the clock, an informal word for speedometer, mileometer
(Brit) a slang word for face
against the clock
  1. under pressure, as to meet a deadline
  2. (in certain sports, such as show jumping) timed by a stop clock: the last round will be against the clock
put the clock back, to regress
(transitive) (Brit & Austral, NZ, slang) to strike, esp on the face or head
(transitive) (Brit, slang) to see or notice
(transitive) to record time as with a stopwatch, esp in the calculation of speed
(electronics) to feed a clock pulse to (a digital device) in order to cause it to switch to a new state
Derived Forms
clocker, noun
clocklike, adjective
Word Origin
C14: from Middle Dutch clocke clock, from Medieval Latin clocca bell, ultimately of Celtic origin


an ornamental design either woven in or embroidered on the side of a stocking
Word Origin
C16: from Middle Dutch clocke, from Medieval Latin clocca bell
Collins English Dictionary - Complete & Unabridged 2012 Digital Edition
© William Collins Sons & Co. Ltd. 1979, 1986 © HarperCollins
Publishers 1998, 2000, 2003, 2005, 2006, 2007, 2009, 2012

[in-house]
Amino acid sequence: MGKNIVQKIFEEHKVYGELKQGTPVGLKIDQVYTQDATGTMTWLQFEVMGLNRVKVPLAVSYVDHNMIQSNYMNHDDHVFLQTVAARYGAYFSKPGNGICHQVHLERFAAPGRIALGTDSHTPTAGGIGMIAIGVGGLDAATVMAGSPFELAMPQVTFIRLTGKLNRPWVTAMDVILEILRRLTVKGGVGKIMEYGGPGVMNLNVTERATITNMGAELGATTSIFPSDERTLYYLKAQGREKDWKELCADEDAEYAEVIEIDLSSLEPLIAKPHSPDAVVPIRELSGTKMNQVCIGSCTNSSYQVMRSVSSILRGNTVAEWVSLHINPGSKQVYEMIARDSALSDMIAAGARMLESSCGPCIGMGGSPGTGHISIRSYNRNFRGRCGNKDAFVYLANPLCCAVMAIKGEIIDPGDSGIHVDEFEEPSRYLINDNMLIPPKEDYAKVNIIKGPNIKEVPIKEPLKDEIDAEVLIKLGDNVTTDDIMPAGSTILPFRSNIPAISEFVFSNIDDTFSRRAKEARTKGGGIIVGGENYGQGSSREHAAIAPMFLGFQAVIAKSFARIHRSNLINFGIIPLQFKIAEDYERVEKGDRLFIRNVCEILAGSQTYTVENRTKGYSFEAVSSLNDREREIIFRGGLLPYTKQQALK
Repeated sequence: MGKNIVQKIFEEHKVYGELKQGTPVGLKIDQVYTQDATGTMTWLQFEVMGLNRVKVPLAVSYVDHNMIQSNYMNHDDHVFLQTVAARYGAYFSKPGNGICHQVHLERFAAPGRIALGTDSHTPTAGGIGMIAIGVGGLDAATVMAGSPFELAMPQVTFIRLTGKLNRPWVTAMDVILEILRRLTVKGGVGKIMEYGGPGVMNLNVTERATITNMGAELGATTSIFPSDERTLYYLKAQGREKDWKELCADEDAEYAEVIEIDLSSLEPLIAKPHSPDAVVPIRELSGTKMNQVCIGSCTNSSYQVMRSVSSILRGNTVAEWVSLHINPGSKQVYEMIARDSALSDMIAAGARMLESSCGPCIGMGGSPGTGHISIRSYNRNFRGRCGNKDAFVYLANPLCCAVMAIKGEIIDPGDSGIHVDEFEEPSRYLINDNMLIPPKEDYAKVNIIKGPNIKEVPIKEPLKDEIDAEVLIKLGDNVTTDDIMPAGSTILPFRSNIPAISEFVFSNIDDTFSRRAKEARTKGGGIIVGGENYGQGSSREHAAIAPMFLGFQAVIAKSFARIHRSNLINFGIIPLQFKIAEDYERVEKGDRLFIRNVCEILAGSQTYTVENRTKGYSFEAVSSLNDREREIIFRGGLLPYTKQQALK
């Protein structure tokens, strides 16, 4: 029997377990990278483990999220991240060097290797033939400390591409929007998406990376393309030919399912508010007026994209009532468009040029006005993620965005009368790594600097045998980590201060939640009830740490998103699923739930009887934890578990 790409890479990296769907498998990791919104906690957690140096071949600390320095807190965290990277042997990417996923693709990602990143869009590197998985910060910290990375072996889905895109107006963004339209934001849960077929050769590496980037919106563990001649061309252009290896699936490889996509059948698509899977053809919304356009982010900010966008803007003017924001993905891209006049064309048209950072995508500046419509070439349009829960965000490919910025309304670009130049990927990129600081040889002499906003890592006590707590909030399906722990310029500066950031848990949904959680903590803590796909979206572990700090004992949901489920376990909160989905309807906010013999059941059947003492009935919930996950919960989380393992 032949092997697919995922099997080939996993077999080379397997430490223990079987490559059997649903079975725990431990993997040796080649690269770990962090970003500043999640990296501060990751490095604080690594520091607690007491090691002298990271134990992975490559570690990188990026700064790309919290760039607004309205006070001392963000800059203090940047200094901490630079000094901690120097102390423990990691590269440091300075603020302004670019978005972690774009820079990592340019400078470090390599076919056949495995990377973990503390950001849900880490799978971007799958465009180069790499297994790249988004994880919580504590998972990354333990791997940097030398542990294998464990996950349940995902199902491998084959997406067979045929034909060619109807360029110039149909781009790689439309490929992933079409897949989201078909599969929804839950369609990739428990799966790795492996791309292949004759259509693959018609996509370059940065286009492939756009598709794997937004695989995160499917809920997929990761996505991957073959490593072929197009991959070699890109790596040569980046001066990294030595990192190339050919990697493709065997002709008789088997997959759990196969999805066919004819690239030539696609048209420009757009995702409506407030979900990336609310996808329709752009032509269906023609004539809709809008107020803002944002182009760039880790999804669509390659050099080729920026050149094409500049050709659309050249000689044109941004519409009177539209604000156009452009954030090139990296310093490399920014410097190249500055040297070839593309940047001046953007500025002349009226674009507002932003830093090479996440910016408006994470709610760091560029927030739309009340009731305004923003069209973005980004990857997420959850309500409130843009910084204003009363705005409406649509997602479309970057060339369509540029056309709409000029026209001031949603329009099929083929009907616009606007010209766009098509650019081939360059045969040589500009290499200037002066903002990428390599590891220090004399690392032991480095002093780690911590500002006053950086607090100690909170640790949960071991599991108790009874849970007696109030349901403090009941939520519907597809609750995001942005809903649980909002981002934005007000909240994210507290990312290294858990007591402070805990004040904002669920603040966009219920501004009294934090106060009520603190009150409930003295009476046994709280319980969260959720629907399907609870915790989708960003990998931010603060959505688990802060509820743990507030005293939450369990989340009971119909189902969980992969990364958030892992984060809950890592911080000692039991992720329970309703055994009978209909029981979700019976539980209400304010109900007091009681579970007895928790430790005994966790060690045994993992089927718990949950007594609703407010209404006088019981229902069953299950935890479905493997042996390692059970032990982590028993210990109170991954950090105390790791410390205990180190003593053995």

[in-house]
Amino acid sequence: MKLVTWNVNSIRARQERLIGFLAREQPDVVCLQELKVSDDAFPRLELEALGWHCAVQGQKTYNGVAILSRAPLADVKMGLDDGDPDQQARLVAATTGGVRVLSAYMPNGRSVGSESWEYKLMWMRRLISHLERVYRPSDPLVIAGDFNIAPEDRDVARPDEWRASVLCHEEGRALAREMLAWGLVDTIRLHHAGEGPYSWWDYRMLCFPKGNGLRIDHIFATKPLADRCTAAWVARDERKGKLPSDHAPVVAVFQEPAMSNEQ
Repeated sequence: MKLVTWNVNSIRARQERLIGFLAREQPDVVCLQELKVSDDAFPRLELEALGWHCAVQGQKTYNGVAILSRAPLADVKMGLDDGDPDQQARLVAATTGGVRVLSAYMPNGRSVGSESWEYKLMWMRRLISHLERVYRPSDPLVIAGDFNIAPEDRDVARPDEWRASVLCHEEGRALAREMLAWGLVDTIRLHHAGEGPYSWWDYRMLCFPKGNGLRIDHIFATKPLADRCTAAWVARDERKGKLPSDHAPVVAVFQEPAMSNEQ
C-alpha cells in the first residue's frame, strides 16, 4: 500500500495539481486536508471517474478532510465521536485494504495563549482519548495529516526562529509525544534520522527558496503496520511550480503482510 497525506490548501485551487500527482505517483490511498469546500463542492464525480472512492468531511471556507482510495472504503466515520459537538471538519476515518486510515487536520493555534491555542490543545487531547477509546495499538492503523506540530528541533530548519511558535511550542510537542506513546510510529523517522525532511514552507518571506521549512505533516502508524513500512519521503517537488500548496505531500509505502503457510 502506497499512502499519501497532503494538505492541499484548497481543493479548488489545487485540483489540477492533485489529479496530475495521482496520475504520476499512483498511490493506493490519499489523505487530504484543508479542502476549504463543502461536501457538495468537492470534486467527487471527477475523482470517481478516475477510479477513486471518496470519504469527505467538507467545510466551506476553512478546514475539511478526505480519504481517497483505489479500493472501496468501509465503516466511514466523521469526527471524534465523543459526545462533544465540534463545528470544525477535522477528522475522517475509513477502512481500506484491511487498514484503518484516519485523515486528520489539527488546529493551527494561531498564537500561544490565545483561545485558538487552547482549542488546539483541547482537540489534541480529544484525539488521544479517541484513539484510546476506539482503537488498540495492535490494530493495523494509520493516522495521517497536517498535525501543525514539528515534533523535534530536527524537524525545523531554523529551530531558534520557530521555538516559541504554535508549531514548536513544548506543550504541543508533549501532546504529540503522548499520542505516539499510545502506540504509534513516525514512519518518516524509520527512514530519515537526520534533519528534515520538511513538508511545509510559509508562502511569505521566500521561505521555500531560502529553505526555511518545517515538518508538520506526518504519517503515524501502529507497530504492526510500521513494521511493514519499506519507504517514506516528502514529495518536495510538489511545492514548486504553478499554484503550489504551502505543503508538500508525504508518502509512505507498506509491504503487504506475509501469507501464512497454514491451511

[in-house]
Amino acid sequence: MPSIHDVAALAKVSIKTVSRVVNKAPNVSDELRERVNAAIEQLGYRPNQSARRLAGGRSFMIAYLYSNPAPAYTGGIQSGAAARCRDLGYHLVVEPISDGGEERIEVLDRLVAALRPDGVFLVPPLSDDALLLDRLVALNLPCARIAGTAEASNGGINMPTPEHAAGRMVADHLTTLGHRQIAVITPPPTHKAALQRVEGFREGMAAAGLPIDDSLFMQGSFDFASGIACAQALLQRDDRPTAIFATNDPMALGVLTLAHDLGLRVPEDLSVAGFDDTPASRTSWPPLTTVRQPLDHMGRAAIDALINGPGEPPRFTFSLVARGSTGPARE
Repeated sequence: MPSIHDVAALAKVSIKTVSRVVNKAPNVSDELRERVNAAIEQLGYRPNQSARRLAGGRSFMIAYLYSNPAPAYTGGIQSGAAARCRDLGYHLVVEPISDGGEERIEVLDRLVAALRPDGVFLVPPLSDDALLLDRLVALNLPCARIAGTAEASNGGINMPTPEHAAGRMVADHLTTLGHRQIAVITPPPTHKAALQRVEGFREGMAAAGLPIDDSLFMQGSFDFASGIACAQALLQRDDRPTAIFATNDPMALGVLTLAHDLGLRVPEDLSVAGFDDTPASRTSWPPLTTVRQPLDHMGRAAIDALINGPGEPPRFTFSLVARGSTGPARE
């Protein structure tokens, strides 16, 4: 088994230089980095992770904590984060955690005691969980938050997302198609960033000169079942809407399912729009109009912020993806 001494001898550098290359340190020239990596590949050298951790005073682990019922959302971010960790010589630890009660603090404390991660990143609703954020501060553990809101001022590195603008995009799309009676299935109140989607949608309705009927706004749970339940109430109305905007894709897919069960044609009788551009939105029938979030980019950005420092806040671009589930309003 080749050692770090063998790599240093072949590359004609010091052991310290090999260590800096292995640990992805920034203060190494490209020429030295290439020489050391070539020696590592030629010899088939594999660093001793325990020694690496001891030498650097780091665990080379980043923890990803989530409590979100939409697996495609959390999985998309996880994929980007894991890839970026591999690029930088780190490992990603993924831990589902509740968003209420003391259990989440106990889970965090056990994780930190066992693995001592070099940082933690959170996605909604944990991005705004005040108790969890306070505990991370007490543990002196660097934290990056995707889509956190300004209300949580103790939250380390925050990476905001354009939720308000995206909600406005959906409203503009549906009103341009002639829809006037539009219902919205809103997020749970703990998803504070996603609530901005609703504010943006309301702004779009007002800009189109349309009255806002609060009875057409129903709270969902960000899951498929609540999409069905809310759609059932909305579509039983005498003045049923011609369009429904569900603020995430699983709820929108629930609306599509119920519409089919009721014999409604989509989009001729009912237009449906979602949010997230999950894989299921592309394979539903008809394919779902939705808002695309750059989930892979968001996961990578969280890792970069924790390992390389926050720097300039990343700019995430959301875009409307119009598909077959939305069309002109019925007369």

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Word Origin and History for clock out



late 14c., clokke, originally "clock with bells," probably from Middle Dutch clocke (Dutch klok) "a clock," from Old North French cloque (Old French cloke, Modern French cloche), from Medieval Latin (7c.) clocca "bell," probably from Celtic (cf. Old Irish clocc, Welsh cloch, Manx clagg "a bell") and spread by Irish missionaries (unless the Celtic words are from Latin); ultimately of imitative origin.

Replaced Old English dægmæl, from dæg "day" + mæl "measure, mark" (see meal (n.1)). The Latin word was horologium; the Greeks used a water-clock (klepsydra, literally "water thief"). Image of put (or set) the clock back "return to an earlier state or system" is from 1862. Round-the-clock (adj.) is from 1943, originally in reference to bomber air raids.